The Collector’s Society Review

Overall Book Rating: 3 Stars
Indie Book Rating: 4 Typewriters

After years in Wonderland, Alice has returned to England as an adult, desperate to reclaim sanity and control over her life. An enigmatic gentleman with an intriguing job offer too tempting to resist changes her plans for a calm existence, though. Soon, she’s whisked to New York and initiated into the Collectors’ Society, a secret organization whose members confirm that famous stories are anything but straightforward and that what she knows about the world is only a fraction of the truth.

It’s there she discovers villains are afoot—ones who want to shelve the lives of countless beings. Assigned to work with the mysterious and alluring Finn, Alice and the rest of the Collectors’ Society race against a doomsday clock in order to prevent further destruction . . . but will they make it before all their endings are erased?

When I read the blurb to Heather Lyons’ Collectors Society, I knew I had to pick up the book. I mean, Alice from Alice in Wonderland as an adult, transported to a modern day New York secret society in order to save literary characters? Hell yes.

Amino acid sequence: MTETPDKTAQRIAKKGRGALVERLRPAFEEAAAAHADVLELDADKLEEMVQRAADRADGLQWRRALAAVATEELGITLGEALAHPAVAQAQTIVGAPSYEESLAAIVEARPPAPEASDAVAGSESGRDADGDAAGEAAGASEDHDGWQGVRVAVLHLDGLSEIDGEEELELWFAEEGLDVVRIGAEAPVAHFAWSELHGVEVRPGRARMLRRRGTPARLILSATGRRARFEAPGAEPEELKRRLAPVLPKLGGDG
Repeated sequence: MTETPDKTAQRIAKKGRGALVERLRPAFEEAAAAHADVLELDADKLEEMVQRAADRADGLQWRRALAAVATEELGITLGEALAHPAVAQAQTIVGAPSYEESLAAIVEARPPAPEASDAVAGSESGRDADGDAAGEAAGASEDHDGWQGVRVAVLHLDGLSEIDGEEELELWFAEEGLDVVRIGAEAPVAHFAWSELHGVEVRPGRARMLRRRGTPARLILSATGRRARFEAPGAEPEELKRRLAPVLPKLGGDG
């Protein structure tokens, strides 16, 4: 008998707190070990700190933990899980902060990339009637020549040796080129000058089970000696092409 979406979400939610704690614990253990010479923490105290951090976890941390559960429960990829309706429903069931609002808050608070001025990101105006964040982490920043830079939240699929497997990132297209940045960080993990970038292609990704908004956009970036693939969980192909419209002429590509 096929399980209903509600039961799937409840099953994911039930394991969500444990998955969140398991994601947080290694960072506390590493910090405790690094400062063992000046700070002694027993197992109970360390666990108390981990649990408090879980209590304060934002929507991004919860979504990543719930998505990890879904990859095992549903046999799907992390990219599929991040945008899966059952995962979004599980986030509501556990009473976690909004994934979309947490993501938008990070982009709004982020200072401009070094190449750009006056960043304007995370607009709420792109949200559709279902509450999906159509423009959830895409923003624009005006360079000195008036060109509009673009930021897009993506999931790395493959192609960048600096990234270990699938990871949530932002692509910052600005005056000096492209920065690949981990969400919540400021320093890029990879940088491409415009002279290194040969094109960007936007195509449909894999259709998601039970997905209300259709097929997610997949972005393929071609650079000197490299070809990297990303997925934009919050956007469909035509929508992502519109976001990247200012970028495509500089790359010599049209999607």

And you know what? The book was interesting. The author’s take on famous childhood characters, and how their personalities might have changed as adults, was refreshing and fun.

The Collector’s Society was surprisingly gritty and dark. The cultural aspects of Wonderland, while always a little on the creepy side in the novels, was taken to whole new levels of discomfort in this Alice’s reality (Can you say Mad Hatter orgies, anyone?). It was exciting to see how young Alice turned out after growing up in such a bizarre and hedonistic world.

And yet…something was missing. All the elements of an intriguing story were there. However, the inertia, the force that compels me to keep reading all night and not put the book down until my need for a bathroom becomes dire, was missing.

This book was enjoyable. The plot was definitely creative, and the characters were interesting and unique. And yet…my interest was not quite captured.

However, to be fair, The Collector’s Society is the first book in its series. Sometimes authors need a little experience to pull all the pieces together.

Overall, this was a very promising book that has potential as a series. While not my favorite, it is definitely worth a read for those who are looking for something a little bit different in the urban fantasy genre than the typical werewolves and vampires.  

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